The private pilot’s certificate is a magic door that opens to the fantastic world of flight. And for many pilots, the sheer pleasure of recreational flying is sufficient. But others soon bridle at the limitations of VFR-only operations when they realize many flights have to be cancelled or delayed because of weather. Often that weather is relatively benign but sufficiently adverse to preclude prudent pilots from venturing aloft under visual flight rules. The instrument rating increases the utility of even the most basically equipped airplanes and eliminates many-although not all-cancellations and delays. Unless you’re lucky enough not to be a slave to a schedule, and if you have no intentions of using a general aviation airplane for relatively reliable transportation, then the instrument rating isn’t a necessary add-on rating. On the other hand, if you do want to use an airplane for going places, the instrument rating really is a prerequisite.
Learning to fly by reference to the instruments requires three different skills-control of the airplane, the ability to navigate from waypoint to waypoint to the destination, and the competence to communicate effectively. Controlling the airplane under instrument conditions means flying with precision; navigating requires you to know where you are, where you’re going and when you’re going to get there; and communicating effectively means learning to understand what you’re told and being able to express yourself succinctly.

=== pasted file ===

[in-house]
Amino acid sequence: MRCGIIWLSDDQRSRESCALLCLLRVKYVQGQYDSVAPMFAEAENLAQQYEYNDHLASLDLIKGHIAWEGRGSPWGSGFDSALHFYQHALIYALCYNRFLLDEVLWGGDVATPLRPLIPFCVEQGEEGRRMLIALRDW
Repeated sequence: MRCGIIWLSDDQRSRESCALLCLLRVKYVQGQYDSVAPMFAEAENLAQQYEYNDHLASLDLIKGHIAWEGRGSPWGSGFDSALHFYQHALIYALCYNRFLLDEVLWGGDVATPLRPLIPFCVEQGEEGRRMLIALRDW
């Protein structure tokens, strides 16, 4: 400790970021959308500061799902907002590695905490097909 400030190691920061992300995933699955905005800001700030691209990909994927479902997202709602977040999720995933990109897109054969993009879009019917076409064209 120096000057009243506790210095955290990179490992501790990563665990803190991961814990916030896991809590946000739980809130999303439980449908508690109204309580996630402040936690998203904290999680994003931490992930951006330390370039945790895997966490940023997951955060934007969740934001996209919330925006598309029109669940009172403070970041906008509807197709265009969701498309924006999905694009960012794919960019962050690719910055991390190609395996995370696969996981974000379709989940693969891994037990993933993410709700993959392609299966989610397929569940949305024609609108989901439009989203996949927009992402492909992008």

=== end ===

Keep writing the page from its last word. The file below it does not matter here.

When you first start instrument training you’ll be overwhelmed trying to juggle the three skills (aviate, navigate and communicate) but eventually, with practice, it’ll all come together.
Controlling the airplane with reference to the instruments requires two things. You have to develop a scan that will let you constantly survey the instruments-concentrating on those that are most useful during the particular phase of flight-and you have to learn to believe what the instruments are telling you.